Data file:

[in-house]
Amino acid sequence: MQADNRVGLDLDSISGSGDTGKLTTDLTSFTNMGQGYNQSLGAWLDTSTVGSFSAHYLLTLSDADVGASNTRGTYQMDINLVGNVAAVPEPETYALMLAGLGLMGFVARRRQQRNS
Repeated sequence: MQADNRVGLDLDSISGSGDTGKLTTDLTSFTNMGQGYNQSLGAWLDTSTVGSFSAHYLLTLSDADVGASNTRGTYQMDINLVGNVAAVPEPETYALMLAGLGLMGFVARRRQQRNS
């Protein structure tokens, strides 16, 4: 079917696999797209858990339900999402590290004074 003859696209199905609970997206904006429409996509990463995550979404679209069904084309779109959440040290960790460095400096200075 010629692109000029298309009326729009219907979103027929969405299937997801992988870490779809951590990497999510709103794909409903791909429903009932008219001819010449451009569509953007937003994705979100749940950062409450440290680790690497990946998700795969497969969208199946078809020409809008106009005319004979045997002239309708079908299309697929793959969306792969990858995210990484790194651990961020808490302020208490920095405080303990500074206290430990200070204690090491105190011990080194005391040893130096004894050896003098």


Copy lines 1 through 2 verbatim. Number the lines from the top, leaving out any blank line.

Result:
[in-house]
Amino acid sequence: MQADNRVGLDLDSISGSGDTGKLTTDLTSFTNMGQGYNQSLGAWLDTSTVGSFSAHYLLTLSDADVGASNTRGTYQMDINLVGNVAAVPEPETYALMLAGLGLMGFVARRRQQRNS